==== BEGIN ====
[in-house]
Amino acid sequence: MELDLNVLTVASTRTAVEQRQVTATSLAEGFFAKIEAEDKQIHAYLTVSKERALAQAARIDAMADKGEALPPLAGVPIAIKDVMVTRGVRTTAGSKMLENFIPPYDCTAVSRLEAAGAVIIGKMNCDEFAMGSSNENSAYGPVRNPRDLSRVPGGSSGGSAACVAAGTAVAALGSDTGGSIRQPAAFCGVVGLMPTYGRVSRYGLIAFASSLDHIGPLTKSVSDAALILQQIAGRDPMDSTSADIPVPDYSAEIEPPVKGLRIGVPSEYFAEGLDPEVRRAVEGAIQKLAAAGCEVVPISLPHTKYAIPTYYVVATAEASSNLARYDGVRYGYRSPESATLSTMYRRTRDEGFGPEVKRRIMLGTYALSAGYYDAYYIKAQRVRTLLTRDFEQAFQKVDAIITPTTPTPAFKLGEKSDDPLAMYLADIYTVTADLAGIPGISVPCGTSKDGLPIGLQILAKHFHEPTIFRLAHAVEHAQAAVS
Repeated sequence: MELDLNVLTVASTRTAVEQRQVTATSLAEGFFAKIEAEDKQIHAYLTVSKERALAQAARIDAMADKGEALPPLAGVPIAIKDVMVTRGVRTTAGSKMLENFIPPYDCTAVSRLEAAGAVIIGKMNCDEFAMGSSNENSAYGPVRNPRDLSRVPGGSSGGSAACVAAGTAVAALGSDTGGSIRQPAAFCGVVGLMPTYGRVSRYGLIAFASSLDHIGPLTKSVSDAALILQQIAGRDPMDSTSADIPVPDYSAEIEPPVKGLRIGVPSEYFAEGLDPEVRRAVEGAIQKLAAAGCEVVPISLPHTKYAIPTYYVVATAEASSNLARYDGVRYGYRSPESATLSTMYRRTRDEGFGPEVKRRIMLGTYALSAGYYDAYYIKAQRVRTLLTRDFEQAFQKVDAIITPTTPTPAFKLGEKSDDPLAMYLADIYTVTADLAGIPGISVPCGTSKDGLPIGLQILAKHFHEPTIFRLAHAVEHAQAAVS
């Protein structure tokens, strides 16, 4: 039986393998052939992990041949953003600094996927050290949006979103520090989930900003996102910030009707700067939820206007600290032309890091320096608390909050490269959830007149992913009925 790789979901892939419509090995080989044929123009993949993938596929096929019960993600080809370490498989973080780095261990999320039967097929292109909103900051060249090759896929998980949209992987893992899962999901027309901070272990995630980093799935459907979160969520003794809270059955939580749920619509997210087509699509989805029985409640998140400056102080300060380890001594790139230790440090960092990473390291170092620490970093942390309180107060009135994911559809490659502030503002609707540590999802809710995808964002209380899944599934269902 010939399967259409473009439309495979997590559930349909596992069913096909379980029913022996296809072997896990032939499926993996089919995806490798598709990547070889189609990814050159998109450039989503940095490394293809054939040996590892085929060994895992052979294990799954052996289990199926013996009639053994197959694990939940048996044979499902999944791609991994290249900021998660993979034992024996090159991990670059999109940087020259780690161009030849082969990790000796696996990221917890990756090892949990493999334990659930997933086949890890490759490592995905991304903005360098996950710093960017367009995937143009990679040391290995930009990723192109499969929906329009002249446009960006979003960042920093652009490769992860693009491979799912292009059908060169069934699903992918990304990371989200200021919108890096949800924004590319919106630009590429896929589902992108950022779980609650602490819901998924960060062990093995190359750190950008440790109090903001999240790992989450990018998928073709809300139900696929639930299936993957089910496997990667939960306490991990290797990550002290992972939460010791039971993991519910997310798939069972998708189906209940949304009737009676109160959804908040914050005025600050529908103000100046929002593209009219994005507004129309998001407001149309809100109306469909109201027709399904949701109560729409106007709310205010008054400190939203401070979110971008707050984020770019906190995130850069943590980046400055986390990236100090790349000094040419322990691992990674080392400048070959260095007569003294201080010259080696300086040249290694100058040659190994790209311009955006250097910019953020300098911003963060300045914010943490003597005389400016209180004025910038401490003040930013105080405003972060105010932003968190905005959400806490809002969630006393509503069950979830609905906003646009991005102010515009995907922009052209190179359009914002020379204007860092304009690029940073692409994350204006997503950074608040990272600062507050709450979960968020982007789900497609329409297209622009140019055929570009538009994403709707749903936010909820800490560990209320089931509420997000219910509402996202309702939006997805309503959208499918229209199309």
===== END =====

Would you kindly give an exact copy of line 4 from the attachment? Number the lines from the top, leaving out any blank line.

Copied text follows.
């Protein structure tokens, strides 16, 4: 039986393998052939992990041949953003600094996927050290949006979103520090989930900003996102910030009707700067939820206007600290032309890091320096608390909050490269959830007149992913009925 790789979901892939419509090995080989044929123009993949993938596929096929019960993600080809370490498989973080780095261990999320039967097929292109909103900051060249090759896929998980949209992987893992899962999901027309901070272990995630980093799935459907979160969520003794809270059955939580749920619509997210087509699509989805029985409640998140400056102080300060380890001594790139230790440090960092990473390291170092620490970093942390309180107060009135994911559809490659502030503002609707540590999802809710995808964002209380899944599934269902 010939399967259409473009439309495979997590559930349909596992069913096909379980029913022996296809072997896990032939499926993996089919995806490798598709990547070889189609990814050159998109450039989503940095490394293809054939040996590892085929060994895992052979294990799954052996289990199926013996009639053994197959694990939940048996044979499902999944791609991994290249900021998660993979034992024996090159991990670059999109940087020259780690161009030849082969990790000796696996990221917890990756090892949990493999334990659930997933086949890890490759490592995905991304903005360098996950710093960017367009995937143009990679040391290995930009990723192109499969929906329009002249446009960006979003960042920093652009490769992860693009491979799912292009059908060169069934699903992918990304990371989200200021919108890096949800924004590319919106630009590429896929589902992108950022779980609650602490819901998924960060062990093995190359750190950008440790109090903001999240790992989450990018998928073709809300139900696929639930299936993957089910496997990667939960306490991990290797990550002290992972939460010791039971993991519910997310798939069972998708189906209940949304009737009676109160959804908040914050005025600050529908103000100046929002593209009219994005507004129309998001407001149309809100109306469909109201027709399904949701109560729409106007709310205010008054400190939203401070979110971008707050984020770019906190995130850069943590980046400055986390990236100090790349000094040419322990691992990674080392400048070959260095007569003294201080010259080696300086040249290694100058040659190994790209311009955006250097910019953020300098911003963060300045914010943490003597005389400016209180004025910038401490003040930013105080405003972060105010932003968190905005959400806490809002969630006393509503069950979830609905906003646009991005102010515009995907922009052209190179359009914002020379204007860092304009690029940073692409994350204006997503950074608040990272600062507050709450979960968020982007789900497609329409297209622009140019055929570009538009994403709707749903936010909820800490560990209320089931509420997000219910509402996202309702939006997805309503959208499918229209199309």